Devil Survivor 2: Record Breaker: A demonic obsession

May 4, 2015


When it was originally released in America in 2012, Shin Megami Tensei: Devil Survivor 2 was largely overlooked. That’s not surprising: it was an original Nintendo DS title launching nearly a year after its successor hit the market, and it came just six months after Devil Survivor Overclocked, which, despite being a half-measure in many ways, was a much-needed complex RPG for early 3DS adopters who had little in the way of quality titles.

With a 3DS re-release, Devil Survivor 2 has another chance to capture the attention of the game-playing public. And it should, because Record Breaker makes an already-great game even better.

In many ways, Devil Survivor 2: Record Breaker is identical to its DS iteration. The plot of a Shin Megami Tensei game always relies on a certain amount of suspension of disbelief, but the basic premise has you rounding up allies, summoning demons and using them to take down lots of other demons in an attempt to save everyone and everything. I won’t spend too much time talking about the story, partly to avoid spoilers but mostly because it doesn’t matter that much. Devil Survivor 2 is much more about the moment-to-moment character interaction than it is the overarching narrative, and outside of those moments, you’ll be much more absorbed with the process of refining your team of demons than you will with anything else.


If you’ve played any Devil Survivor game before, you’ll be familiar with this setup. You bring four humans into battle, each accompanied by two demons, and you can swap out these demons as much as you’d like. You can buy new demons in the auction, fuse two together to make a stronger one, replicate previously-owned demons for a fee and explore all these various combinations until you end up with a dynamic crew. There are the adorable ones that you desperately want to use but they’re just so weak, the adorable ones that you desperately want to use but they’re too strong for you to fuse and the positively hideous and gruesome ones that just happen to have great stats for your level that you end up resigning yourself to so you can get through the next battle.

About those battles: Devil Survivor uses tactical, turn-based maps, all based on various areas of Japanese cities you’re trying to protect. The game does a good enough job of varying these so that, for example, the subway platform feels different from the park. You can just walk up four tiles and hit a demon in the face, and you’ll do a lot of that regardless, but the level of depth comes in when you’re using Skill Crack and fusing demons with movement abilities.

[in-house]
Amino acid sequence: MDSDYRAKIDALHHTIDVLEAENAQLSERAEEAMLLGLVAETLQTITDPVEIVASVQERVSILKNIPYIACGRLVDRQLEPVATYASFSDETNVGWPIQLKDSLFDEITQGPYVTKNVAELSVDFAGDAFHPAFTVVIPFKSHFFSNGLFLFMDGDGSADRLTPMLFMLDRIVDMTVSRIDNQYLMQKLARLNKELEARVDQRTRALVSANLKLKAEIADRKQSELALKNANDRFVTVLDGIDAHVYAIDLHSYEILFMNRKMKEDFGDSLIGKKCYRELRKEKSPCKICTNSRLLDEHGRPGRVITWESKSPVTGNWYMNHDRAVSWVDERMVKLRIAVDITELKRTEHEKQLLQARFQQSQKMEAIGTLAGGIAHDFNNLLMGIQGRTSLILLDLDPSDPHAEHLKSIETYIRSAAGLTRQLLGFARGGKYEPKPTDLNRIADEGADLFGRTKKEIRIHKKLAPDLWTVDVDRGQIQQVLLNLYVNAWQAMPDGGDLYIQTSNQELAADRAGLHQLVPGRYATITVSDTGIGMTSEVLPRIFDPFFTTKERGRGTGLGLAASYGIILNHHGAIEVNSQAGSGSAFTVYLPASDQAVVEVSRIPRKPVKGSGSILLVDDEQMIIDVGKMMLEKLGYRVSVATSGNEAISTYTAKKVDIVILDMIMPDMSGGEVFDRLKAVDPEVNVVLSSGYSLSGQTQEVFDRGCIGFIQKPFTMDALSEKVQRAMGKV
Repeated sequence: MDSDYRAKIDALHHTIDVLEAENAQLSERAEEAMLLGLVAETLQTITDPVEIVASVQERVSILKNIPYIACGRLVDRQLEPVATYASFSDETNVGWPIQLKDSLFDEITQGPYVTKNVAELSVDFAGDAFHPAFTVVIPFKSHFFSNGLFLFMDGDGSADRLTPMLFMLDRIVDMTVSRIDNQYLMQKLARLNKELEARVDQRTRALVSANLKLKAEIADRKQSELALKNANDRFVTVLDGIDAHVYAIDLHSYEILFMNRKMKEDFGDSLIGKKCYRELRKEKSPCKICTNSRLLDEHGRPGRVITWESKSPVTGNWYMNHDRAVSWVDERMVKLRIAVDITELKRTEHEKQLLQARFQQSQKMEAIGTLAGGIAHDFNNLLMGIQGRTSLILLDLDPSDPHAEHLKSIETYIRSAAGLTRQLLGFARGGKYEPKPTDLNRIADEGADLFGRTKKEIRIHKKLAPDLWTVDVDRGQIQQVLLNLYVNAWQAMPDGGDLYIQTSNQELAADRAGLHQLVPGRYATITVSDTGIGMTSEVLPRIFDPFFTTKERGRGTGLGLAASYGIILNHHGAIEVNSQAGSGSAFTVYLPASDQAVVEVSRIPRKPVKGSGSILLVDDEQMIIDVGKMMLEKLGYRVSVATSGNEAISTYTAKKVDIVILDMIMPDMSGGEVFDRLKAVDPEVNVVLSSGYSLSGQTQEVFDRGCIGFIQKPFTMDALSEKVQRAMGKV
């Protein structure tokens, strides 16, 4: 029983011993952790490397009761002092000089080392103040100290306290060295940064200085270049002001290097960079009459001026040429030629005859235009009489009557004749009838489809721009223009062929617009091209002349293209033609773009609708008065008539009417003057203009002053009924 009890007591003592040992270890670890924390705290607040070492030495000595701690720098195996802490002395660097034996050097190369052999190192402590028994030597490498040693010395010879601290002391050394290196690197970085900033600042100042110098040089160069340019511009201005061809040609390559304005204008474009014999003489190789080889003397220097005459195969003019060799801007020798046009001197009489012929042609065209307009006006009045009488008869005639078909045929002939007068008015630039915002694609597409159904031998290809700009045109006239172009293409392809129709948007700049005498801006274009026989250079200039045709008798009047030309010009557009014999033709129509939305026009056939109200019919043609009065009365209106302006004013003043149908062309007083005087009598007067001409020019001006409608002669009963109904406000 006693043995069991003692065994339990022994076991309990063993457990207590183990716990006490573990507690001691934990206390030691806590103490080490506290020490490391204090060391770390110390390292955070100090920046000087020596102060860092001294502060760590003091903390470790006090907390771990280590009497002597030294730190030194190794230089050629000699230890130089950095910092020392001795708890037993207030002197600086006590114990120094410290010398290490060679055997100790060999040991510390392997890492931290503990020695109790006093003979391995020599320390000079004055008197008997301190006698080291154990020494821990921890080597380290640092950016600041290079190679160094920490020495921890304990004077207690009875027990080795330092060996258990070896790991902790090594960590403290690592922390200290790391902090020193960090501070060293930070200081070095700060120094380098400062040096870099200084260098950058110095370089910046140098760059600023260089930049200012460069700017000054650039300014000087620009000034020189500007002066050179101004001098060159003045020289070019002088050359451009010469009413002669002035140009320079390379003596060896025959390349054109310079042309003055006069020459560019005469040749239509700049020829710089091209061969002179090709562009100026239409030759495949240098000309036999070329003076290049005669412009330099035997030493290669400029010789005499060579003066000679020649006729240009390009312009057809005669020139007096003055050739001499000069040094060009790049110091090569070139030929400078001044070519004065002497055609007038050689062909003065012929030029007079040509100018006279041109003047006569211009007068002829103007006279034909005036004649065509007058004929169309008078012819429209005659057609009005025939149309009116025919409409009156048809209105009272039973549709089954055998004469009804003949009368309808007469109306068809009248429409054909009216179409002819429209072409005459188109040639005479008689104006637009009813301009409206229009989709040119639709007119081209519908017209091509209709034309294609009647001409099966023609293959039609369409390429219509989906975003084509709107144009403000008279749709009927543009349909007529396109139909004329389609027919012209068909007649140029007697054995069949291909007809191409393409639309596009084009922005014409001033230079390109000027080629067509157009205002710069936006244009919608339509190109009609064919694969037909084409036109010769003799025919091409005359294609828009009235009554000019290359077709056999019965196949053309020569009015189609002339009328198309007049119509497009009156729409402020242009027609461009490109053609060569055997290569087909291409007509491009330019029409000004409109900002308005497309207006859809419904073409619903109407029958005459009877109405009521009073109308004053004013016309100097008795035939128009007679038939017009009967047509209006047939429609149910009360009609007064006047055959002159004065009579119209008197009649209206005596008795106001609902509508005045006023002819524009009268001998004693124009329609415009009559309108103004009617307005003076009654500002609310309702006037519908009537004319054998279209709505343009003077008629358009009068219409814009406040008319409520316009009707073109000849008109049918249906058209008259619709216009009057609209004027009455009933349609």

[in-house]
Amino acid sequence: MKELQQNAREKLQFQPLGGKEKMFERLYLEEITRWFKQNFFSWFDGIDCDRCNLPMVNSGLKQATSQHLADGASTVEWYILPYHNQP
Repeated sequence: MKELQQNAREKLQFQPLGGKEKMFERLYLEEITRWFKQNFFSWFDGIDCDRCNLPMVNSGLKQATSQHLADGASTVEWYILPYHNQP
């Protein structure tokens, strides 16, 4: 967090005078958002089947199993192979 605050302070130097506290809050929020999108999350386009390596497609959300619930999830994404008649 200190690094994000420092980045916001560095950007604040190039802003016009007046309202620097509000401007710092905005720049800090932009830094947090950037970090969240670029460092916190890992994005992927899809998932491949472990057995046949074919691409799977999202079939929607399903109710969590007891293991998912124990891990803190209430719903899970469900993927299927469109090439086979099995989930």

Downloadable content

Record Breaker will offer both paid and free add-on missions in the weeks after launch. Of the two free ones, Beginner’s Brawl is generally useless, but Lost Demon Rescue scales to your level and lets you grind and get a free demon in the process. The paid stuff is what you’d expect: ways to earn more money, experience, skills and add-ons for demon fusion. They are what they are — time-savers — and you can pay a buck apiece if you want them.

Skill Crack is, well, how you get skills for your human characters. You do it by choosing a skill and a character beforehand, and if that character kills the demon with that skill, it’s added to your options. Demon fusion can let you move longer distances, slip through obstacles, move again after attacking and snipe from afar. These two elements will reshape your formations and tactics from map to map, making battles only occasionally devolve into mindless kill-fests.

Record Breaker may not totally remake the DS game, but the amount that’s been added is much more than in the still-quite-good Overclocked. The big news here is the Triangulum scenario, a sequel campaign to the original Septentrione adventure. You can jump right into this from the start if you’re a Devil Survivor 2 veteran, but newcomers should certainly take on the original quest first. In fact, returning players should, too. It’s been overhauled with a new translation and voice acting, as well as some new choices that can affect the game’s outcome. The Triangulum content is about half as long as the original game, which… is still about 20 to 30 hours. There’s a lot of game in this game.


That’s not all for the changes, though. If you’ve found the previous games just a bit too punishing, you’ll appreciate the implementation of a new “Blessed” difficulty setting. The original game balance, retained in what’s now called “Apocalypse” mode, can be rather punishing, and the new easier setting still provides a challenge but allows you to grind a little less and smile a little more. There are also new demons made available through SpotPass, as well as a StreetPass mode that has the underwhelming effect of giving one of your demons one extra stat point in something. That could’ve been more interesting, but we’ve also seen worse.

There’s so much depth and replay value to Devil Survivor 2: Record Breaker that it’s almost ludicrous, and it manages not to sacrifice a well-designed experience for extended play as games of its type tend to do. The 3DS is home to some truly stellar strategy titles, and Record Breaker shows it deserves to be in that category.

Pros: Demon fusion is fun and strategic, battle tactics are varied
Cons: The plot’s still inscrutable, StreetPass could be better

Score: 5/5

Questions? Check out our review guide.